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Mohawk Fine Papers builds integration-in-the-cloud

Robert L. Mitchell | Nov. 30, 2011
Just two weeks after Mohawk Fine Papers made the decision to sell its products on, integration work was complete, connections to its ERP system lit up and sales started rolling in. "Amazon generated tens of thousands of dollars in revenue immediately," says Paul Stamas, vice president of IT at the $83 million, 725-employee manufacturer of premium papers.

"We are losing order opportunities because of [not offering] a freight cost," says Steve Giangiordano, Mohawk's manager of accounting services. So Hunter created a specification for a Web service that pulls LTL freight charges from Mercurygate's cloud-based freight brokerage service and presents the data in the customer's order on Mohawk's Web site. "They hit a function key and they know right away what the LTL rate is. It's amazing," Hunter says. "Once we have that in place, the problem will go away."

Mercurygate is a CSB like Liaison, but it provides freight data in the cloud, and on demand, rather than integration services as Liaison does.

Using a CSB has also improved security, Stamas says, because everything flows through a single point by way of a VPN connection. "Inside the cloud they have all of the data security precautions you'd expect from a PCI standards-compliant data center," and Liaison supports the AS2 standard communications Mohawk's bank demands, he says. "Going through a single point gives you an extraordinary benefit in securing your transactions. The alternative is anarchy -- people doing this through Web browsers, coming in through port 80 and poking holes in your firewalls."

Risk factors

The benefits of hosting a service-oriented architecture in the cloud don't come without risks, and Stamas does have two concerns. One is vendor lock-in. "If Liaison drops out of site or becomes too big, what happens to our intellectual property and the integrations we count on? It's a real concern," he says.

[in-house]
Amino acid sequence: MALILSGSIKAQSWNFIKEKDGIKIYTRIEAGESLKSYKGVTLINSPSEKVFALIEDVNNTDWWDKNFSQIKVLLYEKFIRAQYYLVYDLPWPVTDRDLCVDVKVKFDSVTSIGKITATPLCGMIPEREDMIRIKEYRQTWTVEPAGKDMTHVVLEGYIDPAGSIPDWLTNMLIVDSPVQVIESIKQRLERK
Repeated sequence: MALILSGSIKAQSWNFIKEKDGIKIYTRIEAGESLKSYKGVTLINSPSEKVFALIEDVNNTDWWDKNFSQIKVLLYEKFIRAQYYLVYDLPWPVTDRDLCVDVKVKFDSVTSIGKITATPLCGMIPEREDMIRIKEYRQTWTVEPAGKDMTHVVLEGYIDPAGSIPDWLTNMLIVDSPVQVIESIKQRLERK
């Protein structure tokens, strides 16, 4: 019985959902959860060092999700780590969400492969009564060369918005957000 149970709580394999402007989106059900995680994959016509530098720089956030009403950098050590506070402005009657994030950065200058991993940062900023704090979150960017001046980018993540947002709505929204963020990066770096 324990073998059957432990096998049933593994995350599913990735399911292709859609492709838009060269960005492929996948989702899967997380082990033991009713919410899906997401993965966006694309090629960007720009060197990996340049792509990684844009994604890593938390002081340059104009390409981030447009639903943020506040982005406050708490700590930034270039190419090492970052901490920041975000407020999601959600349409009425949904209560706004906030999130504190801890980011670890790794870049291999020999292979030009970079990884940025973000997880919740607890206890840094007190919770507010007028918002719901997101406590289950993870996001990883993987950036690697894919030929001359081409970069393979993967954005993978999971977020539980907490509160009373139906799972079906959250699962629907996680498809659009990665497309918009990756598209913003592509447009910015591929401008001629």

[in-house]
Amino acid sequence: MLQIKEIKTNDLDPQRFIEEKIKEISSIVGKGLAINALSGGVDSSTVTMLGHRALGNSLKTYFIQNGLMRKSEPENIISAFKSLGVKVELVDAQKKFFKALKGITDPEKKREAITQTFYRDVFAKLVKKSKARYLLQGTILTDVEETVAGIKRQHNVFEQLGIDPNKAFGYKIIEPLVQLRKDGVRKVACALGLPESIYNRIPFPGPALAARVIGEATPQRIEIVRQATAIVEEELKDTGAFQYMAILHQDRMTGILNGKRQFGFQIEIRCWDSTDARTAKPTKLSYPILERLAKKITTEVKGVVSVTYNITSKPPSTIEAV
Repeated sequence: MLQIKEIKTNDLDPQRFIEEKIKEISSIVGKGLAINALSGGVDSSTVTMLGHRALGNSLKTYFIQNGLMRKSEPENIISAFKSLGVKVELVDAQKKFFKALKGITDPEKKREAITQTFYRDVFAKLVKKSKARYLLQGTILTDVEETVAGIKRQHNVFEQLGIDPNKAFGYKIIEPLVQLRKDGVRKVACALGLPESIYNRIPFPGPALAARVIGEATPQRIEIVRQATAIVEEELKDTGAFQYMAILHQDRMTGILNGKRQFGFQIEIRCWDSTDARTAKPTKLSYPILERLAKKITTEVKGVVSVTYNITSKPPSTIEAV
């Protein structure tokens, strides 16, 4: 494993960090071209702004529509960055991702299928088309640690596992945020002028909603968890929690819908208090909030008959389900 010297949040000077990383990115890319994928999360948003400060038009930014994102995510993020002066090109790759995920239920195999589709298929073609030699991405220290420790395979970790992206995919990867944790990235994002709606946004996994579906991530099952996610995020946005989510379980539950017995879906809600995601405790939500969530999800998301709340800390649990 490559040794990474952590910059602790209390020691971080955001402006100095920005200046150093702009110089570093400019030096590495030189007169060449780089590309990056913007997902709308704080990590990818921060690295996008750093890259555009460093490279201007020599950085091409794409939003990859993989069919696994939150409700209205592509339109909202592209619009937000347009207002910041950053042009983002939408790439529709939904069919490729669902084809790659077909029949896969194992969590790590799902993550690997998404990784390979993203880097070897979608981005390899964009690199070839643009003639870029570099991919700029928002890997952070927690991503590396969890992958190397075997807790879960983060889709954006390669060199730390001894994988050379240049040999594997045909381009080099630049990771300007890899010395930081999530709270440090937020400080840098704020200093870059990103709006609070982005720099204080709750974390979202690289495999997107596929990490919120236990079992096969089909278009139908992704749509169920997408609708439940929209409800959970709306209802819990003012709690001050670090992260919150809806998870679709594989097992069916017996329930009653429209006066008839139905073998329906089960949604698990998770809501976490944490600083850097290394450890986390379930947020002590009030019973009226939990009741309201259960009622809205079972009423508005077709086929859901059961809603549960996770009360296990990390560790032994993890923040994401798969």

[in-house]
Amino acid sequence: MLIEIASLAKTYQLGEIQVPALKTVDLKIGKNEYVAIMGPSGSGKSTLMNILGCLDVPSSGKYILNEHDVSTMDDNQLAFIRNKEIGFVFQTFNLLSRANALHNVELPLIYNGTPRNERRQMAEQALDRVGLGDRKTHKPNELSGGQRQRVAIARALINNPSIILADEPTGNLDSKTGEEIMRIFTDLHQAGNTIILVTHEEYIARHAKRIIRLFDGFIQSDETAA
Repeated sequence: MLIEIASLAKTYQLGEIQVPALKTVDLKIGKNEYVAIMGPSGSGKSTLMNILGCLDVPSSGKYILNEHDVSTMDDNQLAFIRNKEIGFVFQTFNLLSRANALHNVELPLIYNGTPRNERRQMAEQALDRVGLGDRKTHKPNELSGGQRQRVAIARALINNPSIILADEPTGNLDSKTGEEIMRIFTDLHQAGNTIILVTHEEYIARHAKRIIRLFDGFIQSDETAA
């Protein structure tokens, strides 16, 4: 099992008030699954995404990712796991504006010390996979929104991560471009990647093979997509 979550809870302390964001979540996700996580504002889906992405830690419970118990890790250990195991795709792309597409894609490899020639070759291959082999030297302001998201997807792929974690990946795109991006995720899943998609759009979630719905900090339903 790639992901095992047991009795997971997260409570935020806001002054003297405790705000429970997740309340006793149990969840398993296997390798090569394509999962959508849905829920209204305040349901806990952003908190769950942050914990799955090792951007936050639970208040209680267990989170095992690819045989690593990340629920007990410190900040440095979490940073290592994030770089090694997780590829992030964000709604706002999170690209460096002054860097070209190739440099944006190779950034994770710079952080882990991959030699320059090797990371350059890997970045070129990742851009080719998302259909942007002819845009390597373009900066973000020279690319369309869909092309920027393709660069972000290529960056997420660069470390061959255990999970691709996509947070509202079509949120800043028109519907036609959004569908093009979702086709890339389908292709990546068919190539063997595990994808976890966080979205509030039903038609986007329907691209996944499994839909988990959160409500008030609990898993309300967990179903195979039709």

Another is whether the cloud service provider can keep up service levels as Mohawk's transaction volumes and customer base grow. While Mohawk has service level agreements, he says, "the technical details of their underlying infrastructure is hidden from me."

Can they scale effectively? If we're twice as big in a year can they handle the volume? I don't know," he admits.

While Chen says Liaison always has 50% more capacity on hand than its customers need and has a distributed, service-based architecture that scales rapidly, Gartner's Lheureux says the technology that keeps the data flowing is just one part of the business.

Growing the professional services and managed services that make up the bulk of the company's revenue means scaling up people, methodology and expertise. "The cost is not in the mapping tools or processors in the cloud. It's in the people," Lheureux says.

As a hedge, Mohawk retains a copy of all of its translations and mappings. The information is managed using Liaison's Contivo technology, a tool designed for high-end mapping and best practices.

The intellectual property that Mohawk receives from Liaison is better than most others because Contivo makes it easier to redeploy or repurpose data maps in different technology infrastructures, Lheureux says. "It's a unique capability." Nonetheless, porting to a new platform would still be painful. "You can't just pick it up and drop it on another platform," he says.


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